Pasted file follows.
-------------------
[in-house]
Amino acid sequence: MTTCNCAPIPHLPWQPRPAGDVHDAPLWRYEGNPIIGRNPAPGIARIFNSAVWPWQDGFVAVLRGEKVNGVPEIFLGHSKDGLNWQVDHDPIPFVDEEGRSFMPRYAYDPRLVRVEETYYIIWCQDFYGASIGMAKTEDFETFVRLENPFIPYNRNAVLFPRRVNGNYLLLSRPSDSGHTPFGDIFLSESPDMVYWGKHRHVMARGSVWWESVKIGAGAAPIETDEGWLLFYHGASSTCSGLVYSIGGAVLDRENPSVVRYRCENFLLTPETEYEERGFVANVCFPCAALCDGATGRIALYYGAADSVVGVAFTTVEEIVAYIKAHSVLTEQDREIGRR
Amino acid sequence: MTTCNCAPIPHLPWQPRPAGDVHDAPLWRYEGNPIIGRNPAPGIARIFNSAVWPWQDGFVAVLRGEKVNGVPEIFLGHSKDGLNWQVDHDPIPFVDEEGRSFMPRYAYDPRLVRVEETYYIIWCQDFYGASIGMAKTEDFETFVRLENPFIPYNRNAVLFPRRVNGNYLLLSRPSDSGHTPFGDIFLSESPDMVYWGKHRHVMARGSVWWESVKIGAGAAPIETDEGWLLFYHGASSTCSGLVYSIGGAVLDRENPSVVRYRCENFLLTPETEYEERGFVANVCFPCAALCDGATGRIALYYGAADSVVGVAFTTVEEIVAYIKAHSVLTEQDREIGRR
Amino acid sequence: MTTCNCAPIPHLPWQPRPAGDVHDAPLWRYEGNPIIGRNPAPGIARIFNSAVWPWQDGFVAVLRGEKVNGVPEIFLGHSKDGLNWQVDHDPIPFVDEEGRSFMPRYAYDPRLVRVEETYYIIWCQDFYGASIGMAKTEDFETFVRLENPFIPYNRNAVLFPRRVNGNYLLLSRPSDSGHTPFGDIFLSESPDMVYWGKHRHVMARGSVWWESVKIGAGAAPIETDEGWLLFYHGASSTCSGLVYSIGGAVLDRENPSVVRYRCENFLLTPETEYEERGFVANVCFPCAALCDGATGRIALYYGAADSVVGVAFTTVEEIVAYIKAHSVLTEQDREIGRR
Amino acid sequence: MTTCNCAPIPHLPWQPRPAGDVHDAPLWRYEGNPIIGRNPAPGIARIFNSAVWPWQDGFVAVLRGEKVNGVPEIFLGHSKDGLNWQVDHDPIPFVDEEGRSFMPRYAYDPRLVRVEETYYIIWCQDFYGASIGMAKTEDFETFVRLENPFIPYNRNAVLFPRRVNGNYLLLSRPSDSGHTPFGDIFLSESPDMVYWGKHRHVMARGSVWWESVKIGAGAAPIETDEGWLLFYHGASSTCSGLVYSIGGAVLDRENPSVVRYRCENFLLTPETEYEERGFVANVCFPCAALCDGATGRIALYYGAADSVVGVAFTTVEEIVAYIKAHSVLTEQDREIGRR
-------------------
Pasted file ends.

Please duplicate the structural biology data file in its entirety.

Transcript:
[in-house]
Amino acid sequence: MTTCNCAPIPHLPWQPRPAGDVHDAPLWRYEGNPIIGRNPAPGIARIFNSAVWPWQDGFVAVLRGEKVNGVPEIFLGHSKDGLNWQVDHDPIPFVDEEGRSFMPRYAYDPRLVRVEETYYIIWCQDFYGASIGMAKTEDFETFVRLENPFIPYNRNAVLFPRRVNGNYLLLSRPSDSGHTPFGDIFLSESPDMVYWGKHRHVMARGSVWWESVKIGAGAAPIETDEGWLLFYHGASSTCSGLVYSIGGAVLDRENPSVVRYRCENFLLTPETEYEERGFVANVCFPCAALCDGATGRIALYYGAADSVVGVAFTTVEEIVAYIKAHSVLTEQDREIGRR
Amino acid sequence: MTTCNCAPIPHLPWQPRPAGDVHDAPLWRYEGNPIIGRNPAPGIARIFNSAVWPWQDGFVAVLRGEKVNGVPEIFLGHSKDGLNWQVDHDPIPFVDEEGRSFMPRYAYDPRLVRVEETYYIIWCQDFYGASIGMAKTEDFETFVRLENPFIPYNRNAVLFPRRVNGNYLLLSRPSDSGHTPFGDIFLSESPDMVYWGKHRHVMARGSVWWESVKIGAGAAPIETDEGWLLFYHGASSTCSGLVYSIGGAVLDRENPSVVRYRCENFLLTPETEYEERGFVANVCFPCAALCDGATGRIALYYGAADSVVGVAFTTVEEIVAYIKAHSVLTEQDREIGRR
Amino acid sequence: MTTCNCAPIPHLPWQPRPAGDVHDAPLWRYEGNPIIGRNPAPGIARIFNSAVWPWQDGFVAVLRGEKVNGVPEIFLGHSKDGLNWQVDHDPIPFVDEEGRSFMPRYAYDPRLVRVEETYYIIWCQDFYGASIGMAKTEDFETFVRLENPFIPYNRNAVLFPRRVNGNYLLLSRPSDSGHTPFGDIFLSESPDMVYWGKHRHVMARGSVWWESVKIGAGAAPIETDEGWLLFYHGASSTCSGLVYSIGGAVLDRENPSVVRYRCENFLLTPETEYEERGFVANVCFPCAALCDGATGRIALYYGAADSVVGVAFTTVEEIVAYIKAHSVLTEQDREIGRR
Amino acid sequence: MTTCNCAPIPHLPWQPRPAGDVHDAPLWRYEGNPIIGRNPAPGIARIFNSAVWPWQDGFVAVLRGEKVNGVPEIFLGHSKDGLNWQVDHDPIPFVDEEGRSFMPRYAYDPRLVRVEETYYIIWCQDFYGASIGMAKTEDFETFVRLENPFIPYNRNAVLFPRRVNGNYLLLSRPSDSGHTPFGDIFLSESPDMVYWGKHRHVMARGSVWWESVKIGAGAAPIETDEGWLLFYHGASSTCSGLVYSIGGAVLDRENPSVVRYRCENFLLTPETEYEERGFVANVCFPCAALCDGATGRIALYYGAADSVVGVAFTTVEEIVAYIKAHSVLTEQDREIGRR